seven-strikeout performance against Cleveland in the playoffs,
Vaughn, the AL's MVP in '95, hit the weight room and the batting
cages, vowing to cut down on his league-high 150 whiffs.
"Winning the MVP was great," says Vaughn, "but I know I'm a much
better hitter than I showed last year."

That's the good news. The better news is that the Hit Dog,
without a doubt the Hub's most popular athlete, was signed to a
three-year, $18 million contract in mid-February. At one point
in the off-season, negotiations between Vaughn and the Sox front
office hit a bitter impasse; Vaughn even made threats to leave
the team as a free agent after the '97 season.

There are still some real, immediate concerns. Defensively,
Boston is, well, offensive. Among the starters, only Stanley,
Valentin and third baseman Tim Naehring can be considered even
average with the glove. Last year the Red Sox committed a
league-high 120 errors. The starting rotation, though
potentially solid, is riddled with question marks. Clemens still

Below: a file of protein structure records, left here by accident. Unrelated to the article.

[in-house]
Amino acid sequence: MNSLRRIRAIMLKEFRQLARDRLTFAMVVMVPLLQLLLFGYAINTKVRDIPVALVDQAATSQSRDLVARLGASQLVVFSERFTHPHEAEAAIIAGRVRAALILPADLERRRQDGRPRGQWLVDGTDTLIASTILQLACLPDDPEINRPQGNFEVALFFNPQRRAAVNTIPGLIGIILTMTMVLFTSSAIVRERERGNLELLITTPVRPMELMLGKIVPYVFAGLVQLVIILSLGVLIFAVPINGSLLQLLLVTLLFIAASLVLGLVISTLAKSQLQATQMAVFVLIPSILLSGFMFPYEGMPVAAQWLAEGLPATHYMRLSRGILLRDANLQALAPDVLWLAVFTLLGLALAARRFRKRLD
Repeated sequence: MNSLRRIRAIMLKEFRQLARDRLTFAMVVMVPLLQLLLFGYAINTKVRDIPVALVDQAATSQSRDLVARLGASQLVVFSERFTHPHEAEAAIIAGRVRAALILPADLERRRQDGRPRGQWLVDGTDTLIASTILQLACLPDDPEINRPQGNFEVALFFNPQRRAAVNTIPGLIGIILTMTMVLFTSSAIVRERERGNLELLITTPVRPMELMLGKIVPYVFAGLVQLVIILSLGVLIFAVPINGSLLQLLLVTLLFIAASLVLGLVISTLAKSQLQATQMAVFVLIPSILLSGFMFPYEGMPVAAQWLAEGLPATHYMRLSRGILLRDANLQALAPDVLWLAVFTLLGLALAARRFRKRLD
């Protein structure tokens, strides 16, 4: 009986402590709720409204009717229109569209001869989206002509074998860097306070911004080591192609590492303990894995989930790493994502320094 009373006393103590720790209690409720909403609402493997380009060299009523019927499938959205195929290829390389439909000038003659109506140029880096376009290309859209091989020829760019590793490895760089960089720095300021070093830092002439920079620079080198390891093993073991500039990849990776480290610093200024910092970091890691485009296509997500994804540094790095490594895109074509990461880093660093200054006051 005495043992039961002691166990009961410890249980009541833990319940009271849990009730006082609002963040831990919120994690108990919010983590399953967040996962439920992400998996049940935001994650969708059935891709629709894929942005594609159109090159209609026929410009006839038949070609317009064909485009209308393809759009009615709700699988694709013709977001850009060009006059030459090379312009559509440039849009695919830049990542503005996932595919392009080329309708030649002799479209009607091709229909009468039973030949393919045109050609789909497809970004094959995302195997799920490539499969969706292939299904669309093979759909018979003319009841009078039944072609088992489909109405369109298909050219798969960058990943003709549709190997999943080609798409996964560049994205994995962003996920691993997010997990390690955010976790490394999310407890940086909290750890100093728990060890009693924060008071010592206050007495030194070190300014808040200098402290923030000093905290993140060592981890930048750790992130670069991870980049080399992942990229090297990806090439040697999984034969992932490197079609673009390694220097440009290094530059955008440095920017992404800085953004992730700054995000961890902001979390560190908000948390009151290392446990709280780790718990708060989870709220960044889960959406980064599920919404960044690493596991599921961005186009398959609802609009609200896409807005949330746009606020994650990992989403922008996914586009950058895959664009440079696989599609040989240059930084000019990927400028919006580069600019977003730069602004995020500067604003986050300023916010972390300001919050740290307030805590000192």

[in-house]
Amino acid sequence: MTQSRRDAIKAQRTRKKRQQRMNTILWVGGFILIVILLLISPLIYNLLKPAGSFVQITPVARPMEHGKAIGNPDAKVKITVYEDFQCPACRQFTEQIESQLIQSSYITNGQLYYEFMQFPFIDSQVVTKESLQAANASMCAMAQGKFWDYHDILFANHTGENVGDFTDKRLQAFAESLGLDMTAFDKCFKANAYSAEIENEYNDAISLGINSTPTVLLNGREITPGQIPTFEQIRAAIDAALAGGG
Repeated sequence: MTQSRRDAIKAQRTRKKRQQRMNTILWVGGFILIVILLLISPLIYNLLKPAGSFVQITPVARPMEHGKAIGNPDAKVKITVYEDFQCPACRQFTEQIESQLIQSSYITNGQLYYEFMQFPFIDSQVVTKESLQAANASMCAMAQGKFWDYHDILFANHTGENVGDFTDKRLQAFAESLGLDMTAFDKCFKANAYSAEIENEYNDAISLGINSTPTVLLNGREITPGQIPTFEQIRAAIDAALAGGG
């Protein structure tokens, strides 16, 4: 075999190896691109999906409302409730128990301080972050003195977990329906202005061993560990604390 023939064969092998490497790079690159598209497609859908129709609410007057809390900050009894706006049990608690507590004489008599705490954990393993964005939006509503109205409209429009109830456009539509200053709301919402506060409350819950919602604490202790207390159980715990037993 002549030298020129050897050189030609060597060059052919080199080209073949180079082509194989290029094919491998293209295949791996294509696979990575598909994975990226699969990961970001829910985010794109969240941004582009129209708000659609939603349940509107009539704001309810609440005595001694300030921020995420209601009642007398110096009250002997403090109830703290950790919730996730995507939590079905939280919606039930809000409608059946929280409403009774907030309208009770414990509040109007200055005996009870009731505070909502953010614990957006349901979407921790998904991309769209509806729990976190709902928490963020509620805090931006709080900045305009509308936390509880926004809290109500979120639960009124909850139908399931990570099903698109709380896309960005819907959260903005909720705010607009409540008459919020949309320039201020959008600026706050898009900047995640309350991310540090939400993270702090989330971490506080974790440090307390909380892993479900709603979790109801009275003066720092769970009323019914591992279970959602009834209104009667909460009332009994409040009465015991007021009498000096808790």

throws hard and, with the recent addition of a change-up, has
become a more complete pitcher. But it has been three years
since he last won more than 11 games in a season. Free-agent
pickup Tom Gordon throws one of the best benders in baseball,
but he hasn't won more than 12 games in a year since going 17-9
for Kansas City in 1989. And guessing whether Wakefield will be
the pitcher he was at the start of last season or the one he was
at the end (he lost seven of his last nine decisions) is as
exact a science as predicting the flight path of his
knuckleball. Strong performances from all three hurlers are
critical, especially if righthander Aaron Sele can't come back
from the tendinitis in his right shoulder that sidelined him for
the final four months of last season.

Boston has enough talent to win now. The front office has even
set aside $2-$3 million to make a deal for an impact player if
the team is in the hunt at midseason. Everyone knows it has been
78 years since the Red Sox won the World Series, but remember
this, too: It has been 80 years since they made back-to-back
appearances in the postseason.




1995 Team Statistics (AL rank in parentheses)

Batting Average .280 (3)
Home Runs 175 (4)
ERA 4.41 (3)
Fielding Pct. .978 (14)

Pressure Performers

Six American League players batted .300 or better with runners